South Korea, long known for having one of the world’s most active cryptocurrency trading communities, is once again taking aim at the virtual asset industry. On January 4th, the country’s top financial regulator, the Financial Services Commission (FSC), proposed an amendment to ban local citizens from buying cryptocurrencies using credit cards.
It follows news last month that the South Korean government will release the crypto holdings of over 5,000 of its top officials. Another attempt to shine a light on the murky world of digital assets.
The official reasoning given for the proposed ban is to restrict citizens from accessing foreign exchanges by limiting capital outflows and speculation, and cracking down on potential money laundering.
There are plenty of other reasons why the South Korean authorities are nervous about digital assets, however.
This latest proposal comes on the heels of several high-profile cryptocurrency failures involving South Korean companies and developers. In May 2022, the spectacular implosion of the algorithmic stablecoin TerraUSD and its sister token LUNA, created by the Seoul-based Terraform Labs, wiped out $40 billion overnight and kicked off a nightmare year for digital assets.
Then, just months later, controversy erupted when major gaming company Wemade unevenly expanded distribution of its Wemix token, used in blockchain game Mir 4. Local exchanges banded together under the newly formed Digital Asset Exchange Alliance (DAXA) to delist Wemix in order to protect investors. However, Wemade filed an injunction claiming unfair competition, initiating the first legal dispute over a major coin in South Korea.
Bithumb, a member of the DAXA consortium, won the dispute citing Wemade’s misreported circulation figures for its token.
These debacles in quick succession have regulators scrambling to rein in the “Wild West” atmosphere surrounding digital assets in Korea. And while increased oversight is arguably long overdue, the constantly shifting goalposts and restrictive measures have bred resentment and frustration among traders who have long embraced cryptocurrencies, not unlike elsewhere in the world.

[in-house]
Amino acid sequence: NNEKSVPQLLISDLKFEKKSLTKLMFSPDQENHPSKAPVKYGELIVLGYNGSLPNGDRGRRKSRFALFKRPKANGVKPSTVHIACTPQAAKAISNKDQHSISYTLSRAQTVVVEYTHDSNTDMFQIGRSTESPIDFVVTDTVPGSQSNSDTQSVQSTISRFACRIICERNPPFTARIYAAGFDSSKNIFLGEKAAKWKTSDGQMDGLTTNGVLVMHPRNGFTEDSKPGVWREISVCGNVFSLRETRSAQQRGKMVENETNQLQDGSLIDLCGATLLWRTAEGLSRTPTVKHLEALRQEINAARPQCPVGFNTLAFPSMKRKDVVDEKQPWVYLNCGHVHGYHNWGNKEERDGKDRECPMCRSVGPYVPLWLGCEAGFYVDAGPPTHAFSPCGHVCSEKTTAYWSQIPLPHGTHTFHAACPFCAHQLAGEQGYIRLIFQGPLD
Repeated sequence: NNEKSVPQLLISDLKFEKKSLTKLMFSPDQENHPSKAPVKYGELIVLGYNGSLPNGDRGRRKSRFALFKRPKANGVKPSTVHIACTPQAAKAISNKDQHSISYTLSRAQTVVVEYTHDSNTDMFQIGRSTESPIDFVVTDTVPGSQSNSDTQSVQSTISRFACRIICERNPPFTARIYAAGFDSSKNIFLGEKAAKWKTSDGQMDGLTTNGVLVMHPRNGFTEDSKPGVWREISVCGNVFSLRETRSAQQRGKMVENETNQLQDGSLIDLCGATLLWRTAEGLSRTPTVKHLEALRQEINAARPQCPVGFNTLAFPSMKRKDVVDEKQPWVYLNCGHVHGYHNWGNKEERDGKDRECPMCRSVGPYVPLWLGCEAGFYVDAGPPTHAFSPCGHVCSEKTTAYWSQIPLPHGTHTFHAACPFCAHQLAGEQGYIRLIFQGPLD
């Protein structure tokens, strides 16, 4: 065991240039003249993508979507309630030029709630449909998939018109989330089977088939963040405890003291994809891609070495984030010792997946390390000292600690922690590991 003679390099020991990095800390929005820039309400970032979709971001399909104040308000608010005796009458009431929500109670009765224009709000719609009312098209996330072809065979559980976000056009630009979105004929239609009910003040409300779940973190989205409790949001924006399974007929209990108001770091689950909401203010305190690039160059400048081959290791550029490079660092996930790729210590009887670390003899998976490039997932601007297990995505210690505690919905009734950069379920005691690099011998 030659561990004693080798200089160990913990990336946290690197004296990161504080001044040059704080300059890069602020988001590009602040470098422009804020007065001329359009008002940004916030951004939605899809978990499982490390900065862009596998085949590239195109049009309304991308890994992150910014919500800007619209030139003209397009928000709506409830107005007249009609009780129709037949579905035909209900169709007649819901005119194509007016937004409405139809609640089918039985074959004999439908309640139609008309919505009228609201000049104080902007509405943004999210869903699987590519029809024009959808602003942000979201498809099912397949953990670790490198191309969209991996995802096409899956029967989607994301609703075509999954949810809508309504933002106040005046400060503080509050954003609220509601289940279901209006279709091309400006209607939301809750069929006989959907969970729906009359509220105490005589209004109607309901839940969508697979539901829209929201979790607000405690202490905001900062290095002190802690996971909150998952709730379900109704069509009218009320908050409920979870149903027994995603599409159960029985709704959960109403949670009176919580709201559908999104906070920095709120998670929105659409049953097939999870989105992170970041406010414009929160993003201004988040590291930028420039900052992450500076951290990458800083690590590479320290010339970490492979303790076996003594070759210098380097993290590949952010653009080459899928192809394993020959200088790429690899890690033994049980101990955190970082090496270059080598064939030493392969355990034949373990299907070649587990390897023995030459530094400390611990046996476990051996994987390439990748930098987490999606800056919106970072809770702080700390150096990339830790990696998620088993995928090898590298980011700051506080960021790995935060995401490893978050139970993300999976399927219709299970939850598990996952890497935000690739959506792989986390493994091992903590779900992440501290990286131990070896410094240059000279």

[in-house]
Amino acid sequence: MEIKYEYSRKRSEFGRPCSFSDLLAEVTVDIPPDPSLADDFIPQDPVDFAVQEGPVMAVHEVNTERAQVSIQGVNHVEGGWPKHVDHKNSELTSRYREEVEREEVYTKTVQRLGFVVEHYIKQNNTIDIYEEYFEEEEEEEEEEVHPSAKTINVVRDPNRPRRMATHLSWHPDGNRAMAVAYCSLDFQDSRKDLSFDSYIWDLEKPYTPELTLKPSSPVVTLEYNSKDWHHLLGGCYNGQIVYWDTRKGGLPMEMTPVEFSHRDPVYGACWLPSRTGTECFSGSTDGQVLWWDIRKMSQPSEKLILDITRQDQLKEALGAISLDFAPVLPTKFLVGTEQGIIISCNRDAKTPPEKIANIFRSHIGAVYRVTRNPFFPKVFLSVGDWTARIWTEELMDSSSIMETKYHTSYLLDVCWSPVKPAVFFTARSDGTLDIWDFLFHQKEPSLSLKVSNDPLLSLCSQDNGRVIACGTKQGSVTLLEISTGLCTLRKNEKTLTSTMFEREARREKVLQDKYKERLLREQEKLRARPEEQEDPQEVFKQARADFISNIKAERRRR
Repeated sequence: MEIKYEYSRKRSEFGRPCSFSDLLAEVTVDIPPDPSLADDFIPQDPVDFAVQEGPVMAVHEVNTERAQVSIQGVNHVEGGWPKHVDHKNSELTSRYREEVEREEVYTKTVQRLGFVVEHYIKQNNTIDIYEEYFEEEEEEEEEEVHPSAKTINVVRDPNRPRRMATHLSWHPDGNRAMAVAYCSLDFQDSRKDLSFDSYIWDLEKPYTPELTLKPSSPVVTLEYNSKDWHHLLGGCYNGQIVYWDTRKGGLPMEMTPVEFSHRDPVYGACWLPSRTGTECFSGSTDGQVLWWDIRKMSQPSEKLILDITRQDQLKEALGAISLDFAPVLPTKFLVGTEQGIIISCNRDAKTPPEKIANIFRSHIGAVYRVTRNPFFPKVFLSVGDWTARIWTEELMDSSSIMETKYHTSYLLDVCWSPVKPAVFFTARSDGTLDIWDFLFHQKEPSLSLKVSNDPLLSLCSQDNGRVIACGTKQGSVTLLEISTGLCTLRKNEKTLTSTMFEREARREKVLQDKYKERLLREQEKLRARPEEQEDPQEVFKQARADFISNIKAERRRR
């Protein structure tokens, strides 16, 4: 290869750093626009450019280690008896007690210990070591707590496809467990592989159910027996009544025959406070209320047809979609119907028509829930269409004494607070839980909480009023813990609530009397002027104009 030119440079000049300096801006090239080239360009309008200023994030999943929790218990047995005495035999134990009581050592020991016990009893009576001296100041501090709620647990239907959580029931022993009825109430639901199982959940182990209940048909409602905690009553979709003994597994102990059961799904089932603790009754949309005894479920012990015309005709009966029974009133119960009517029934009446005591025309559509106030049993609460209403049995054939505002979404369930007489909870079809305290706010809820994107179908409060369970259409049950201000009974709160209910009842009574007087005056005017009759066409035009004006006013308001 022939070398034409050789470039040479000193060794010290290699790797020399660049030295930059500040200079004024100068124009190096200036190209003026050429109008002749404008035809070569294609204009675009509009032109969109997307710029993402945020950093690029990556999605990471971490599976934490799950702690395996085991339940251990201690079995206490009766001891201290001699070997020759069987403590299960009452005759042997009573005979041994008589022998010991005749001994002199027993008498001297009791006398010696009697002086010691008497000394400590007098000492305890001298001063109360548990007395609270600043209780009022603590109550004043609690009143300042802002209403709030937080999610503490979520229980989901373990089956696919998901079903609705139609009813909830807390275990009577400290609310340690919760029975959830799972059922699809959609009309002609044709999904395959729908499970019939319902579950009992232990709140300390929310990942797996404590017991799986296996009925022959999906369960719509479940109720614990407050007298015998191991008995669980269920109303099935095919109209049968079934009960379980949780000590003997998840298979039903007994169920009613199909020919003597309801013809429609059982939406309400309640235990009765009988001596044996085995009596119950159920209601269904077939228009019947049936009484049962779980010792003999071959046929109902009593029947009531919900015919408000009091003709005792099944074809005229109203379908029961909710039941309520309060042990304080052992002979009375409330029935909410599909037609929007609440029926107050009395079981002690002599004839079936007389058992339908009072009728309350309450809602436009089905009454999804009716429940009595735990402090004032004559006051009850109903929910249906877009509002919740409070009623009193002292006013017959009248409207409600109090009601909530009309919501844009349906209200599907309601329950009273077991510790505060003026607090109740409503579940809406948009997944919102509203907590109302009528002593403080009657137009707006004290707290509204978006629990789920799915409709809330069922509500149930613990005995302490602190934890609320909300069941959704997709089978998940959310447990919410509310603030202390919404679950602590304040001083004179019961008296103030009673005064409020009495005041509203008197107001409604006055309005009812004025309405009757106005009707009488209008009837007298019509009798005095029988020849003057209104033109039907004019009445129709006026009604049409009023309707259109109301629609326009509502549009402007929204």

Regulations from 2018 already require Korean crypto users to register real-name accounts at local exchanges verified with local banks. So why does the FSC feel the need to cut off foreign exchange access as well?
Aside from the stated objectives—to limit capital outflow, money laundering and speculation—the likely answer is increased government control and ability to monitor trader behavior and money flows. For years South Korea has walked a fine line. However, repeated scandals have tipped the scales in favor of tighter reins. Including a call for the public to name and shame unlicensed exchanges.
It remains to be seen whether cutting off foreign exchange avenues will truly curb speculation or simply drive it underground. With cryptocurrencies intrinsically borderless, determined traders will likely find workarounds.
Meanwhile, Koreans still have plenty of local exchanges to trade on, including Coinone, Korbit, Hanbitco and GOPAX. Huobi Korea announced it was winding down its services on January 4, citing the “current business environment.”
The proposed amendment is currently open for public feedback until February 13th. While expected to pass in some form, backlash may impact the final shape of the policy. Either way, South Korea’s crypto saga seems far from over.